So, what has changed over the past 10 years when it comes to female characters in anime? In my opinion, it is both a combination of market demands and the anime industry’s ability to specifically target those demands. Action-based series that put the “fighter” into “beautiful fighter girl” are slowly disappearing behind more light-weight comedy and slice of life animes, often with a school backdrop. Mecha series are still present and running, but less popular and with the category almost purely dominated by the Mobile Suit Gundam and Macross franchise. A huge focus on moe in both character design and character personalities is on the rise, and animation studios are capitalizing on those demands. Occasionally series or movies with good story are produced and well received, but are mostly overwhelmed by the popularity of series with high fanservice content, often ecchi and sometimes even borderline hentai in content. As shown in the rankings, in the current state of the industry, elements such as moe and loli are strongly dominating anime today (e.g. K-ON! and Ore no Imouto) but more perverse animes (e.g. Highschool of the Dead and Highschool DxD) are slowly rising up in popularity and becoming common-place. Even though we might look back and deem series such as Cutey Honey as overly sexualized, anime studios today are releasing even more risque material and society is becoming more and more accepting of them.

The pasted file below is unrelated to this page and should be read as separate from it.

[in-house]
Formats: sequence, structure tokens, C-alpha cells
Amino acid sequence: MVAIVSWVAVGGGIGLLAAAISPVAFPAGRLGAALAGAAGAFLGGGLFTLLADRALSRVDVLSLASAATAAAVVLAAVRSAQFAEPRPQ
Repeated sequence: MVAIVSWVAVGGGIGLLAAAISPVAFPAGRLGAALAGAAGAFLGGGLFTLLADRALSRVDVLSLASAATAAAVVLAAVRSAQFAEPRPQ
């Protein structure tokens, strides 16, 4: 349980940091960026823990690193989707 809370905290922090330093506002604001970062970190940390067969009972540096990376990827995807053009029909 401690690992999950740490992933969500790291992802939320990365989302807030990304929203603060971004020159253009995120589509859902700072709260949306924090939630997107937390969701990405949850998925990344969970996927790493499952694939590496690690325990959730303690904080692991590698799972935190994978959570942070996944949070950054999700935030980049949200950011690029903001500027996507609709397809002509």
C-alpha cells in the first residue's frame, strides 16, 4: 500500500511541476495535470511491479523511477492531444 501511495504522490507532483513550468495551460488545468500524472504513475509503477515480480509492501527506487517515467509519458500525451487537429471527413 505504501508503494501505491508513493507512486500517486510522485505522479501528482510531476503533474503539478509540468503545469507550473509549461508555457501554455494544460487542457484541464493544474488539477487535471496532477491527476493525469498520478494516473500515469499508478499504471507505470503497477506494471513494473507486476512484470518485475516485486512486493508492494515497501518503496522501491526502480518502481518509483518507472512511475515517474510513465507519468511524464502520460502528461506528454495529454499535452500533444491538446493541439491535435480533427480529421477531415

Of the 1997 top ten list, I’ve fully watched four of them: Evangelion, Gundam Wing, Escaflowne, and After War Gundam X – all the mecha ones ironically. Gundam Wing was my number one favourite anime back then and even still now (followed by Tsukihime, FLCL, Mai-Hime, 5 Centimeters Per Second, and Gurren Lagann). Of the new top 25 list, I’ve fully watched eight: K-ON!!, Mobile Suit Gundam Unicorn, Mahou Shoujo Madoka Magika, Angel Beats!, Mobile Suit Gundam 00 – A Wakening of the Trailblazer -, Working!!, To Aru Majutsu no Index II, and Ore no Imouto ga Konna ni Kawaii Wake ga Nai. Apart from the Gundams, I can honestly say that I only enjoyed Madoka and Angel Beats. K-ON!!’s moe appeal is ridiculously over-the-top and Ore no Imouto, while comical, is too blatant in its purpose as a marketable product. I do admit to watching two episodes of Highschool of the Dead before dropping it (and I’m glad I did after someone showed me the show’s infamous boob matrix scene later on). Unfortunately, looking at the current and future anime broadcasting schedules, it seems that shows like those will only increase in number (and popularity), with the previous closet otaku sexuality described by Saito becoming more and openly accepted and expressed. The era of “beautiful fighting girls” has given way to the era of moe, ecchi, and excessive fanservice. The market demands it and the industry, unfortunately, is more than happy to comply.